Involving Parents and Guardians
Working together for ELLs
It is well known that parental involvement is essential to success in school. For many reasons,
newcomer parents may not be accustomed to being actively involved in their children’s
education. Parental involvement may not have been the norm in their home countries. Parents
may not feel confident enough in English to talk to teachers. They may not be familiar with the
school system. They may be busy working and/or learning English themselves or with family
commitments. For these reasons, establishing connections with parents of ELLs may sometimes
require extra effort, but it will be worth it in the long run. The links below provide suggestions on
how to increase contact with parents.
Involving Parents: Tips for Teachers and Administrators
This short document provides about ten suggestions directly relating to communicating
Resources to share with parents:
Tips and Tools for Parents
This site, prepared by the Ministry of Education in Ontario, provides ten short documents
for parents about helping children with homework, communicating with school etc. Since
the documents are provided in fifteen different languages, parents can be referred to them
as a means of validating their involvement in their child’s education.
Your Home Language: Foundation for Success
This excellent 15-minute video prepared in Ontario shows how important the first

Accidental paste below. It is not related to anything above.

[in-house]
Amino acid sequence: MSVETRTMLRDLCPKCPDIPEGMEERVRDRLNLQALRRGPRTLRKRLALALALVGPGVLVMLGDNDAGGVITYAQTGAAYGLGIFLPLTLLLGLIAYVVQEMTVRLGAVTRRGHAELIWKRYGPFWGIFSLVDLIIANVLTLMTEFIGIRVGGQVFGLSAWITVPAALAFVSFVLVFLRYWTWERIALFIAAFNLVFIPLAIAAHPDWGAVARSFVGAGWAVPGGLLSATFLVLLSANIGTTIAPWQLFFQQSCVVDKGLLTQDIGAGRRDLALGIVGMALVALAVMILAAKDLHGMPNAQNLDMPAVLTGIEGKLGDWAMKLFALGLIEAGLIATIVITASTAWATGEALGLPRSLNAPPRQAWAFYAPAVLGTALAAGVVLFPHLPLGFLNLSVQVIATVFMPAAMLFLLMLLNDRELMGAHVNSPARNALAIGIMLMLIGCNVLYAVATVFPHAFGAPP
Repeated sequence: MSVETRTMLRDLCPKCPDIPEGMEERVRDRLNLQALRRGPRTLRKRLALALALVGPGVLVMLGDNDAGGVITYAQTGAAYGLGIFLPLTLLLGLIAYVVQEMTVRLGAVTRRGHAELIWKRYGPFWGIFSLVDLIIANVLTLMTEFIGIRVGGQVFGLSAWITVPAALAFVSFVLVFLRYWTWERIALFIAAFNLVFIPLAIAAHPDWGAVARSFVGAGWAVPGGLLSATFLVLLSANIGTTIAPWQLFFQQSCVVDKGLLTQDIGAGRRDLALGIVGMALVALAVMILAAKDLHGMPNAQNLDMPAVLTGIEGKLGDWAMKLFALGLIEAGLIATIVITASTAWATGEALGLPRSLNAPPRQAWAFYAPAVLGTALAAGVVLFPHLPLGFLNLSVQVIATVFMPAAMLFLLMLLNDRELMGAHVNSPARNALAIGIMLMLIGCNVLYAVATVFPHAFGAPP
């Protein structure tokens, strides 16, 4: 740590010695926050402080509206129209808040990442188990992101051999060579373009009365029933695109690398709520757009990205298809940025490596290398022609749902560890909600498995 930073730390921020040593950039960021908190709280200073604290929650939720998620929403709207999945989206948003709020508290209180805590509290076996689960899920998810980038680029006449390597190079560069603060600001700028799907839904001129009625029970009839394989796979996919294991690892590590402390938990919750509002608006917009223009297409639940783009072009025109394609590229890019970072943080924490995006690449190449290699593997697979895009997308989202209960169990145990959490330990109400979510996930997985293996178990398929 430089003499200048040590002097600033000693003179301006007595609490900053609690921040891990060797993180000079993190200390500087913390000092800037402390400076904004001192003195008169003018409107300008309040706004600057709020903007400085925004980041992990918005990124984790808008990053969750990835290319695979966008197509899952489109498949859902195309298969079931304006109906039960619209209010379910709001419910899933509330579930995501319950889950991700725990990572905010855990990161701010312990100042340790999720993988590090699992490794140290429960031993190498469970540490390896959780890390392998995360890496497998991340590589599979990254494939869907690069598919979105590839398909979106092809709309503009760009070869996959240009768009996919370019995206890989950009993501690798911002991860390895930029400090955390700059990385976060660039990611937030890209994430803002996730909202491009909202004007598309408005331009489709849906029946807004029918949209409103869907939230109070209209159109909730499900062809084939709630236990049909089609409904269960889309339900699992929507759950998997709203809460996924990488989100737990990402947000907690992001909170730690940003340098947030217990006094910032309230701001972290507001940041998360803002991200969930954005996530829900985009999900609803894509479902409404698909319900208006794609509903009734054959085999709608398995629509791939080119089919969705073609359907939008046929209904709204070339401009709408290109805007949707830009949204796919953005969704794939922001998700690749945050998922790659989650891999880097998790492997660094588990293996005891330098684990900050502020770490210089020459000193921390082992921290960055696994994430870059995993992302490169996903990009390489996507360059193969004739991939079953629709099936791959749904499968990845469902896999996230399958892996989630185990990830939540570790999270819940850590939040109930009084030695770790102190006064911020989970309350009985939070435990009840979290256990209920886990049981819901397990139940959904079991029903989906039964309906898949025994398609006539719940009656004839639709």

language is for school learning and how parents can facilitate its acquisition.
Newcomer Guides to Education in Ontario
This excellent website, developed in Ontario, provides webcasts for parents about
essential issues such as parent-teacher interviews and getting involved in school.
Growing New Roots: The Voices of Immigrant Families and the Teachers of their Children
This excellent of video presents interviews and discussions with immigrant parents and
teachers of ELLs describing the challenges faced on both sides. Ordering information is
available through this link.
Involving Refugee Parents in Their Children’s Education
This ten-page document describes some of the ways refugee parents perceive school
involvement and ways to encourage connections between home and school.
© 2010 Eastern School District
Information and content by Martha Trahey